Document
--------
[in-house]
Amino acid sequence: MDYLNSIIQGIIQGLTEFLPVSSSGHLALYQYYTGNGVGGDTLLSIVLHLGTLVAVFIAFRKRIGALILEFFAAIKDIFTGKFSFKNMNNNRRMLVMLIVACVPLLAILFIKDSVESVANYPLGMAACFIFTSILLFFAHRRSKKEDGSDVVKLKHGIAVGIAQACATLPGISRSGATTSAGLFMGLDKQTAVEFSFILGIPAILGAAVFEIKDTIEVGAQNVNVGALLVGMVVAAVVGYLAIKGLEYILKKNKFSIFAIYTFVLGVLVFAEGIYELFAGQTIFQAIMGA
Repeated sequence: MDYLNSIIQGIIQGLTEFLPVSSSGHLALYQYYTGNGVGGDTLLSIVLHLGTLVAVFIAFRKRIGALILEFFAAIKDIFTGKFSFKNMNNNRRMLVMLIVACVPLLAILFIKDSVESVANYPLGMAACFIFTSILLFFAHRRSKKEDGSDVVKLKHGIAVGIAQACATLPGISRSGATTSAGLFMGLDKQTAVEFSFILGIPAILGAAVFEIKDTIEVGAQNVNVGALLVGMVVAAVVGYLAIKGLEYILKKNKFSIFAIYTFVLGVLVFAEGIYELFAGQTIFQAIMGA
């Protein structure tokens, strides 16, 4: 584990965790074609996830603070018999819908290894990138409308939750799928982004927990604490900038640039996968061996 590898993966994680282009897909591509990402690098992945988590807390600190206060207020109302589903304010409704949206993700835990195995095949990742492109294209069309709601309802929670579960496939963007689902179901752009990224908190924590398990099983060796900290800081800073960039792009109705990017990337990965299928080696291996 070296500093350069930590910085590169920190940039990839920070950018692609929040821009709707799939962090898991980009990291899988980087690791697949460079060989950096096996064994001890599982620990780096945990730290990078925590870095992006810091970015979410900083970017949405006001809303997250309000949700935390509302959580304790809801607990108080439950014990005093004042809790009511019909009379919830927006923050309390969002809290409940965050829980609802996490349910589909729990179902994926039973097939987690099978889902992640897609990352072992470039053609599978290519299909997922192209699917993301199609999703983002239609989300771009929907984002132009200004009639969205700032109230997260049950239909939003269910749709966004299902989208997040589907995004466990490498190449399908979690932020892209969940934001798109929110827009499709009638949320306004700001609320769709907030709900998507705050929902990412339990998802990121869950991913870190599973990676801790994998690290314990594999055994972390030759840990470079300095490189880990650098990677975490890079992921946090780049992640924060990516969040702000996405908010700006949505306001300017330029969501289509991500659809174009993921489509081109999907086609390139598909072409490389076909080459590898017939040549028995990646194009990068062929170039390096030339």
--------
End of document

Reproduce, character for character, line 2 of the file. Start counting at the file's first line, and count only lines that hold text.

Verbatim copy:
Amino acid sequence: MDYLNSIIQGIIQGLTEFLPVSSSGHLALYQYYTGNGVGGDTLLSIVLHLGTLVAVFIAFRKRIGALILEFFAAIKDIFTGKFSFKNMNNNRRMLVMLIVACVPLLAILFIKDSVESVANYPLGMAACFIFTSILLFFAHRRSKKEDGSDVVKLKHGIAVGIAQACATLPGISRSGATTSAGLFMGLDKQTAVEFSFILGIPAILGAAVFEIKDTIEVGAQNVNVGALLVGMVVAAVVGYLAIKGLEYILKKNKFSIFAIYTFVLGVLVFAEGIYELFAGQTIFQAIMGA